By Tina Hilding, Voiland College of Engineering & Architecture

PULLMAN, Wash. – When Gene Voiland graduated from Washington State University in 1969, he wanted to get out of Pullman and leave a history of parking tickets behind.

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Gene Voiland talks with attendees at the naming celebration. (Photos by Shelly Hanks, WSU Photo Services)

He never dreamed that he would come back one day to join a joyous celebration that included about 800 students, alumni, faculty, staff and friends for the naming of the Voiland College of Engineering and Architecture.

The education and mentoring that he received at WSU from professors like George Austin left an indelible mark on him and allowed him and his wife Linda to thrive, Voiland told the large crowd at Thursday’s celebration on the Pullman campus.

“It’s a great thing to be in a position to give back,’’ he said.

The Washington State University’s Board of Regents approved renaming the college earlier this year to honor the Voilands’ lifetime contributions to the college, the university and society.

Student projects on display

Gene and Linda Voiland and their family members were on hand for the festivities. As the new name was unveiled, the Cougar marching band played the Cougar fight song while mascot Butch waved to the crowd.

Wearing crimson Voiland College of Engineering and Architecture T-shirts, hundreds of students from the college’s 40 student clubs eagerly displayed and explained their hands-on work to alumni and friends – from architectural models, a student-built unmanned aerial vehicle and the first part of a concrete canoe to a robotic submarine and a car powered by chemical reactions.

A group of mechanical engineering students from the fledgling program at WSU North Puget Sound at Everett made the trip to Pullman. Students shook hands with the Voilands, thanked them and even asked for photos.
Visionary name, innovative college

“We are honored beyond measure to have the Voiland name grace our college,’’ Dean Candis Claiborn told the crowd. “The name is synonymous with excellence, vision, accountability and integrity. These are also values that are core to the Voiland College’s mission.

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Gene and Linda Voiland with WSU President Elson S. Floyd.

“As we celebrate the Voiland College of Engineering and Architecture, we are grateful, energized and committed to being strategic, collaborative, forward thinking and innovative,’’ she said.

The Voilands are an unassuming couple, WSU President Elson S. Floyd told the crowd, and would generally shy away from such a celebration. Yet their generosity goes beyond words, and they are committed to making a difference, he added.

He called the naming of the college “a historic moment’’ and a “moment when you think about uncompromising excellence.’’ He thanked the Voilands and told the crowd, “now it is up to us’’ to strive for the excellence that the Voilands exemplify.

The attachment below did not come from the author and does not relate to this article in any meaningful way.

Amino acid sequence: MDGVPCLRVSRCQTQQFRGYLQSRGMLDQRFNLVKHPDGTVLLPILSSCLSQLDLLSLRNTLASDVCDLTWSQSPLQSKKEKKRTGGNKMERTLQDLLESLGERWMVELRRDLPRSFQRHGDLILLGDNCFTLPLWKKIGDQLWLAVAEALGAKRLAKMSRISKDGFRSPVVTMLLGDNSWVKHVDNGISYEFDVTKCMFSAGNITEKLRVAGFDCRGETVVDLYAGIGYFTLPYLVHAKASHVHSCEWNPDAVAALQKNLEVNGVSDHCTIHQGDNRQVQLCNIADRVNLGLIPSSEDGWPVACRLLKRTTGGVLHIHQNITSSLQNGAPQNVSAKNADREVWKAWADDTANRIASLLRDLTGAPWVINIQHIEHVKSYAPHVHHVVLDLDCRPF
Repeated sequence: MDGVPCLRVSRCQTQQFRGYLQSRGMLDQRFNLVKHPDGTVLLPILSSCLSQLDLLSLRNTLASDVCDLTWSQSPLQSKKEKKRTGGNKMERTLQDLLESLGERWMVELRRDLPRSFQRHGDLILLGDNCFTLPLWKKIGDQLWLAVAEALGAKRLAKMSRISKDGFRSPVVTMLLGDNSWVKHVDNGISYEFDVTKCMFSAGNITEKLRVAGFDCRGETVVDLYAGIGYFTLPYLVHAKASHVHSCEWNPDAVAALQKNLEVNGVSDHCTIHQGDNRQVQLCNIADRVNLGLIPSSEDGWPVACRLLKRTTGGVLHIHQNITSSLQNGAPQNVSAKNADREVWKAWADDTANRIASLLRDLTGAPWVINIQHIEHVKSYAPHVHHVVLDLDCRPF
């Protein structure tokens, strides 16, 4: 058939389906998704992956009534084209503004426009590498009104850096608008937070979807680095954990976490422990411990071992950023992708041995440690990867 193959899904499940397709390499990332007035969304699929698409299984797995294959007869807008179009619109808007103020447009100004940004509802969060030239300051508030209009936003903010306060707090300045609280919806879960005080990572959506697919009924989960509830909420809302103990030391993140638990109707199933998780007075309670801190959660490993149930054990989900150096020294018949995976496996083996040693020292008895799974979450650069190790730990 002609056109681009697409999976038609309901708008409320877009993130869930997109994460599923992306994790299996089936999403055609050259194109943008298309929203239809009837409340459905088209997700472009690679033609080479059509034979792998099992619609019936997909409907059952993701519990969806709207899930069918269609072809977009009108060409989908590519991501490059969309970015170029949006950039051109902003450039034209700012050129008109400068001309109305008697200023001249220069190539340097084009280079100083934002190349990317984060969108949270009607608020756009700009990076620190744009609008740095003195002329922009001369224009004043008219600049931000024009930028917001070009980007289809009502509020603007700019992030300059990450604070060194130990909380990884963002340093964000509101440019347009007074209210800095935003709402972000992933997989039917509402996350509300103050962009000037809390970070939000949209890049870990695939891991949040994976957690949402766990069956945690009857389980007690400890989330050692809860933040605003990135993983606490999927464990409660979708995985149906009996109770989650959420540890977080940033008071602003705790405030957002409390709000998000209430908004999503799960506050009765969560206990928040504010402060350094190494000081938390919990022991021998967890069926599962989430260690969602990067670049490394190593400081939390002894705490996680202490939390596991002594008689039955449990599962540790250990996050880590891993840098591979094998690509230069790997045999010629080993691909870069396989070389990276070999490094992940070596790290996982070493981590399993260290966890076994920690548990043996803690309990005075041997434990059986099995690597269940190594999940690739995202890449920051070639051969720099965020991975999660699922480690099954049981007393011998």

Oil industry executive

Gene Voiland, who received a B.S. in chemical engineering from WSU, worked for Shell Oil Company for nearly 30 years in a variety of positions. There he met his wife, Linda, a graduate of the University of Houston. He later became president and CEO of CalResources LLC and Aera Energy LLC, a subsidiary of Royal Dutch Shell and ExxonMobil. He retired in 2008.

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Linda Voiland with Carmento Floyd.

He serves as principal of Voiland Enterprises, LLC, is chair of the board of Valley Republic Bank in Bakersfield, Calif., and continues to be a sought-after consultant to the oil industry.

The Voilands have been active supporters of WSU and the college for many years. Gene Voiland led the investment committee for the WSU Foundation and is a member of the foundation’s board of governors. He serves on advisory boards for the college as well as for the Voiland School of Chemical Engineering and Bioengineering. Linda Voiland is a loyal, adopted Cougar.

Generosity spurs college growth, impact

The Gene and Linda Voiland Endowment Fund has provided support for laboratories and greatest needs in the Voiland School. They support a scholarship for chemical engineering students in the Honors College. They also helped with upgrade and renovation of the unit operations laboratory, leading the charge for matching funds, helping to get the effort organized and making it a success.

In 2008, the couple made a significant gift to transform the Voiland School of Chemical Engineering and Bioengineering into one of the nation’s best programs and to attract top faculty. The school has since focused its program in the area of catalysis and has hired top researchers in the field.

The Voiland College of Engineering and Architecture has seen significant growth in the past five years both in research support and enrollment numbers. Increased understanding by state and national industry and policy leaders of the college’s direct economic impacts has meant dramatic growth.

In recent years, WSU engineering programs have gotten under way and are expanding in Bremerton and Everett as well as through WSU’s online programs. On the Pullman campus, the college is expanding with the new PACCAR Environmental Technology Building, which is under construction.